No one has quite figured out yet how to add to the 24 hours in a single day, but veteran community activist Faye Wilson Kennedy makes the most of the time she’s been given.

She brokers deals with local restaurants to feed the unhoused and she takes on officials for allowing toxic chemicals to be routed through communities of color. She’s also a lead organizer with Sacramento Poor People’s Campaign; immediate past chair of the Sacramento Area Black Caucus (SABC); co-founder of the Southeast Village Neighborhood Association, a founding member of the Black Parallel School Board; and serves as president of the Colonial Heights Friends of the Library. In her “spare” time, Ms. Kennedy explores her creative side, while preserving Black culture, as part of the local Sisters Quilting Collective.

For Ms. Kennedy, activism dates back to her high school years, when she was involved in student government at Sacramento’s John F. Kennedy High School. She joined the SABC in 1975, as a young student attending California State University, Sacramento. She’s still active with the leadership organization 46 years later.

She’s still at the work of social justice, she says, because the work remains.
“We struggle to end White supremacy. This form of oppression — White supremacy is a threat to our collective health and well-being,” she shared.
These days, Ms. Kennedy is heavily involved with the Sacramento Poor People’s Campaign and is among the first to roll up her sleeves, whether it’s fighting for the rights of the unhoused or showing Black residents how imperative it is for them to use their right to vote. She joined the campaign because of its focus on social justice and its fundamental principles, mainly its commitment to “lifting up and deepening the leadership of those most affected by systemic racism, poverty, the war economy, and ecological devastation and to building unity across lines of division.”

Ms. Kennedy points to the magic that happens when Black women have united for a shared cause or simply for the sake of sisterhood.

“Locally and nationally, we have outstanding groups and talented sisters changing things for the better and moving the nation and world forward with Black women’s power, intellect and beauty,” she said. “Black women formed the Women’s Civic Improvement Club based on our needs; we created local groups such as Sacramento Black Women’s Network, Black Women United, Sacramento Sister Circle, Sisters Quilting Collective, NCBW Sacramento – National Coalition of 100 Black Women-Sacramento Chapter, Sacramento Chapter, Sacramento Valley Section-National Council of Negro Women, The Birthing Project, Earth Mama Healing; Sojourner Truth Multicultural Art Museum; and Black women co-founded Black Parallel School Board, Black United Fund of Sacramento Valley; Greater Sacramento Urban League, Sacramento NAACP, etc.”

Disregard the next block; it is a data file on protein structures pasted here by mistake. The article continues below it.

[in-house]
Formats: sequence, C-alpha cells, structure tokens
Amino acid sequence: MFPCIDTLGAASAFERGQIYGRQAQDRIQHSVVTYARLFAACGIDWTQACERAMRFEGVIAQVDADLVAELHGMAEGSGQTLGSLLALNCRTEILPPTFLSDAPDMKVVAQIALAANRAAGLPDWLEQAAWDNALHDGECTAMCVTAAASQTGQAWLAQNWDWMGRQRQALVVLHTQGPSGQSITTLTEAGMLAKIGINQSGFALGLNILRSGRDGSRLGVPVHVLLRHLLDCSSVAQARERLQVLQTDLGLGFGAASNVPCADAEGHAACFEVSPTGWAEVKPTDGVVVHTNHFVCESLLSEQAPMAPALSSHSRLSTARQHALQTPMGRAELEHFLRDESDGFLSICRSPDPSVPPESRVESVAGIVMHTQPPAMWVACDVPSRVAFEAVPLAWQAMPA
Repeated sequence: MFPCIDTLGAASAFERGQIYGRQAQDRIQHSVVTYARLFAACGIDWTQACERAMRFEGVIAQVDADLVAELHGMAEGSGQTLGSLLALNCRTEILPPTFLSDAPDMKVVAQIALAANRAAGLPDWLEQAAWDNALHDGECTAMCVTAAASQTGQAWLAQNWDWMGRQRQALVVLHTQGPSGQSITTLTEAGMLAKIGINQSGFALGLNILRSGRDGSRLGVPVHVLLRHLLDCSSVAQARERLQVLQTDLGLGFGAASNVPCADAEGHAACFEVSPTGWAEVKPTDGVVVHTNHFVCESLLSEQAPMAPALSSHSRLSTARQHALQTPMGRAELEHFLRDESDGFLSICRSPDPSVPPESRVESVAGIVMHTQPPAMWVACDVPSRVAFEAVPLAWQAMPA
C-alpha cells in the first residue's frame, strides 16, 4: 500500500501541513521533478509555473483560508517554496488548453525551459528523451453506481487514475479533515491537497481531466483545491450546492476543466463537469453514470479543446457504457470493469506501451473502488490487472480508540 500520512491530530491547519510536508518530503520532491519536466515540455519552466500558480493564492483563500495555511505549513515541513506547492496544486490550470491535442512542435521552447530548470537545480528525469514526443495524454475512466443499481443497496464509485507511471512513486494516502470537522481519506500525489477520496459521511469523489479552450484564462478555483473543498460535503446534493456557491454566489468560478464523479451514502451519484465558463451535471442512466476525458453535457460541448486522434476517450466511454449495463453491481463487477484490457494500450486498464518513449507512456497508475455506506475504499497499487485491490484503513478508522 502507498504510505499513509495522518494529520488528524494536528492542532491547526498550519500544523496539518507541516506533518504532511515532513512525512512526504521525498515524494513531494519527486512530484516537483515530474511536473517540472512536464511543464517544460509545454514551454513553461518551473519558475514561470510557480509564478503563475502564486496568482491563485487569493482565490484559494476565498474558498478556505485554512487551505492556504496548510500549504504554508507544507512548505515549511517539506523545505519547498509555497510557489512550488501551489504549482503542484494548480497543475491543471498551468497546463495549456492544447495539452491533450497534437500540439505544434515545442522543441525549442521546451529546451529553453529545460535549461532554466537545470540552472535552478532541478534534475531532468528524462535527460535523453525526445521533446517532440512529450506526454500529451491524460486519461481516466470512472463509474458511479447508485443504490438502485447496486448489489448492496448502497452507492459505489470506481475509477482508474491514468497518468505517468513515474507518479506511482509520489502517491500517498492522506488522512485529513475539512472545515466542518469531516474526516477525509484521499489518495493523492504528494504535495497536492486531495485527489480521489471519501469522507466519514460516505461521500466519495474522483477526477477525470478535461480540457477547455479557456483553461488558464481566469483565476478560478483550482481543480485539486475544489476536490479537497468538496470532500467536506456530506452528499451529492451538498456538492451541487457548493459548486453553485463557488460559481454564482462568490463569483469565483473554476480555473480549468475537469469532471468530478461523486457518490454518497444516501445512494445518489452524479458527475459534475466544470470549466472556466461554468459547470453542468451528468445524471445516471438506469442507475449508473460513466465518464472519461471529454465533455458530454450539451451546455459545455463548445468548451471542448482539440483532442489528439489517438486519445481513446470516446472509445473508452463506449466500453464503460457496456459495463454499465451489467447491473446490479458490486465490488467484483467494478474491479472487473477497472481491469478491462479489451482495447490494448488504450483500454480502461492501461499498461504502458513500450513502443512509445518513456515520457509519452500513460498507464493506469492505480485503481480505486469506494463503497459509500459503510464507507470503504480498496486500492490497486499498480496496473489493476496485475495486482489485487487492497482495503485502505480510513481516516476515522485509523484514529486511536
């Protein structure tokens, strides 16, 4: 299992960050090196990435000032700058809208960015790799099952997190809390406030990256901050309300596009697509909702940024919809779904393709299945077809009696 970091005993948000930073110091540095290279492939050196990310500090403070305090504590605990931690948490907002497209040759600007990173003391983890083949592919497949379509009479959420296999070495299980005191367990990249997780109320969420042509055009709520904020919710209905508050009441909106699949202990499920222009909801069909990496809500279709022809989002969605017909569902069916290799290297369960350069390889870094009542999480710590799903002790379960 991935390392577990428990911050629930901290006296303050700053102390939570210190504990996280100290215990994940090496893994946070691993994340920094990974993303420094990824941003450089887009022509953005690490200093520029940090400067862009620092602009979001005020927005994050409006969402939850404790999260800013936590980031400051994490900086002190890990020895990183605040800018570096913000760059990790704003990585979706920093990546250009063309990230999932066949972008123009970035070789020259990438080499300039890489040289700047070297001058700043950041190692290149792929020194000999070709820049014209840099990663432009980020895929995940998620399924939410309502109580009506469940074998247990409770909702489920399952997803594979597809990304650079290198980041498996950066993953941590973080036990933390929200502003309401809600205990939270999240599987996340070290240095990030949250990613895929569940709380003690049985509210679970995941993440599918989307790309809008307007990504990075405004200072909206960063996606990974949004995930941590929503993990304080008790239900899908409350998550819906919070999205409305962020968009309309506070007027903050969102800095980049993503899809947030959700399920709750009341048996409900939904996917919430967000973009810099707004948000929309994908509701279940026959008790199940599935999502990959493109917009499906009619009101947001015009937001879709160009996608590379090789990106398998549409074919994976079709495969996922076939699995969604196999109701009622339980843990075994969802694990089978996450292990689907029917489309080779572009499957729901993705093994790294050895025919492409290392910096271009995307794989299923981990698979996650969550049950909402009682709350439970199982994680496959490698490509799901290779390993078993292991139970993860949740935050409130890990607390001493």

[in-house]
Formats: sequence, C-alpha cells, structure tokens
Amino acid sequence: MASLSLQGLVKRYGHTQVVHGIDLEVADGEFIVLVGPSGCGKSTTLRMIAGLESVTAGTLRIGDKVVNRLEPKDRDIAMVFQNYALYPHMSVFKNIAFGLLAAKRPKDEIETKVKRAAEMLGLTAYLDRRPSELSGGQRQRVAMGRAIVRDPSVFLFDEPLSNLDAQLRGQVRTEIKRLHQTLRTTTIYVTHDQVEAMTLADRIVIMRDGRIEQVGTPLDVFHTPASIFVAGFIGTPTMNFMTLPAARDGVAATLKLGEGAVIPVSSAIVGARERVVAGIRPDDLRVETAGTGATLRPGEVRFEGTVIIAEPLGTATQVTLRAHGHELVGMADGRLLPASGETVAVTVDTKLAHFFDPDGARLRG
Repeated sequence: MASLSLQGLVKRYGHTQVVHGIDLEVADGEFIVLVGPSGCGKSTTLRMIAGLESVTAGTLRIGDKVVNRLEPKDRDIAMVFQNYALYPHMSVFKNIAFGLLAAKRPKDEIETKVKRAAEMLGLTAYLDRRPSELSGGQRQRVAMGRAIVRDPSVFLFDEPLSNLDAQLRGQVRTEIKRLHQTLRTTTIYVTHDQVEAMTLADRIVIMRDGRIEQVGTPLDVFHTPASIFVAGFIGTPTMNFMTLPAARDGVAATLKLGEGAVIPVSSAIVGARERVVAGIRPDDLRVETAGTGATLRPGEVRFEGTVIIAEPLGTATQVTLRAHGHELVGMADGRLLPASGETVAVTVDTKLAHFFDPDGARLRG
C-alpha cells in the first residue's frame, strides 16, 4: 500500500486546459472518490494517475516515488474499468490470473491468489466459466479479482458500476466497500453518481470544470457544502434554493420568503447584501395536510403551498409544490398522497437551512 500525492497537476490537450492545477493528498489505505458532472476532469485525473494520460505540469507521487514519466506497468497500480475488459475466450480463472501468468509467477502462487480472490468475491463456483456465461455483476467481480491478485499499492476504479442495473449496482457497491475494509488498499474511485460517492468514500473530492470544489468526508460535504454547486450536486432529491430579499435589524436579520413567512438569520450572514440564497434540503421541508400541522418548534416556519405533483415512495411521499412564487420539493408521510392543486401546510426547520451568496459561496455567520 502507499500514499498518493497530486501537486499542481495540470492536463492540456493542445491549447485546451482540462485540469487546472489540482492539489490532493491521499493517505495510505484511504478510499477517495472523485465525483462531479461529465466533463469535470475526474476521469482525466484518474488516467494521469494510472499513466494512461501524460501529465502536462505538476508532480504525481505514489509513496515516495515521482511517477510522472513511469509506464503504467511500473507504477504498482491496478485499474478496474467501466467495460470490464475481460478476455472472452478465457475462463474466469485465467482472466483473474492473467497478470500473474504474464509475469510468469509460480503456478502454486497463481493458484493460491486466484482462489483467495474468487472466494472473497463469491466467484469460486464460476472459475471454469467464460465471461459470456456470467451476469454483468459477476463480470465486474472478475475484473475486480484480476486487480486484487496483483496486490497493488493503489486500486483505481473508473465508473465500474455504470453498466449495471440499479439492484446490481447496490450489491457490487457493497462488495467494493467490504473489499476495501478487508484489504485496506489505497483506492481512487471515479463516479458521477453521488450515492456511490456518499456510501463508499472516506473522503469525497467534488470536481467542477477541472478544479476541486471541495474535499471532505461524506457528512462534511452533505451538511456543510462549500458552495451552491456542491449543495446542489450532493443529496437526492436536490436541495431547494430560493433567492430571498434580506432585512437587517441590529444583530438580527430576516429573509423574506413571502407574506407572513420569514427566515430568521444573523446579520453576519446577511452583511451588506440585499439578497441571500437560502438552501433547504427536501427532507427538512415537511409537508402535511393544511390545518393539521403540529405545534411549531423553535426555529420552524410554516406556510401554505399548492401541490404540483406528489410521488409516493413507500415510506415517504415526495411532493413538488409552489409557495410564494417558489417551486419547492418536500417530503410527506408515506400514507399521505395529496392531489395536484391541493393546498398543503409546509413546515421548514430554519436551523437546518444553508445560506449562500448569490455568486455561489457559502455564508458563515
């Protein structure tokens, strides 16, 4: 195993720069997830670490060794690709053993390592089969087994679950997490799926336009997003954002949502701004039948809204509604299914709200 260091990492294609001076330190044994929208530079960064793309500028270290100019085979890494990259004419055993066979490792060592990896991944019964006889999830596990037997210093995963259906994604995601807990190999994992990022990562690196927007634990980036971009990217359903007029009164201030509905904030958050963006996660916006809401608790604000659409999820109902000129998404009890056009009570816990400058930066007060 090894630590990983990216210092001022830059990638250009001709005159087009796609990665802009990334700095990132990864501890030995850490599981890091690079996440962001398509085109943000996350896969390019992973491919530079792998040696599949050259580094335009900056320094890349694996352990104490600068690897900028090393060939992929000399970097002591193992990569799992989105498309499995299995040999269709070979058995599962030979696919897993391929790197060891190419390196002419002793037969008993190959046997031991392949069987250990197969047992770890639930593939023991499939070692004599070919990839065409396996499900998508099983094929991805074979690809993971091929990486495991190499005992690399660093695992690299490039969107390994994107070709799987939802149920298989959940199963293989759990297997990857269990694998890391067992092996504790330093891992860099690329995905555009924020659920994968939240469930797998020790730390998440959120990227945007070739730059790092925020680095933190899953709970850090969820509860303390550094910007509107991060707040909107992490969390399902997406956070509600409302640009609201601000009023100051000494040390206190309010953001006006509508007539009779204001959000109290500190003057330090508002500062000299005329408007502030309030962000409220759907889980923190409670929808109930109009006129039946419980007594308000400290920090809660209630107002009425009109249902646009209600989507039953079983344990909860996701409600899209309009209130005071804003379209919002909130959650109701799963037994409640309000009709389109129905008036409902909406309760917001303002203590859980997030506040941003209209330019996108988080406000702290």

Ms. Kennedy is a strong believer in collaboration and is open to sharing her wealth of knowledge with others. She’s seen a new generation of activists emerge and feels there’s room for everyone.

“I enjoy listening, observing and learning from my younger peers and leaders,” Ms. Kennedy said.

“(We) need to create both formal and informal mentoring programs, discussions and interactions to engage each across generations,” she adds.
Even with all that Black women have accomplished and contributed, there is still a fight within the fight.

“Black women don’t get the respect, support, protection we deserve while leading the fight for change,” she admits.

“One only has to look at the nation’s long history of sexism and racism. Black women have been on the frontline of social justice issues for centuries and will continue,” she said.

She remains optimistic, that, like the old song says, “a change is gonna come.” That Black women will continue to lead the nation and engage locally on issues such as education, politics, environmental justice, health access and economic development, and others that “impact us.”

In her time serving in the community, Ms. Kennedy has seen a lot of organizations come and go. In order to weather the storms that come with the work, she says all activists and organizers must engage in self-care and, women leaders, specifically Black women leaders, must practice self-love.
Ms. Kennedy has learned, over the years, to acknowledge her “limitations” as an elder activist.

“I simply cannot attend five to six meetings, events or even Zoom calls,” she said.

By Genoa Barrow | OBSERVER Senior Staff Writer

The Sacramento OBSERVER introduces a special series, “Sistahs on the Frontlines,” acknowledging and highlighting the work that Black women are doing as “essential workers” on the frontlines, furthering the causes of the community. READ MORE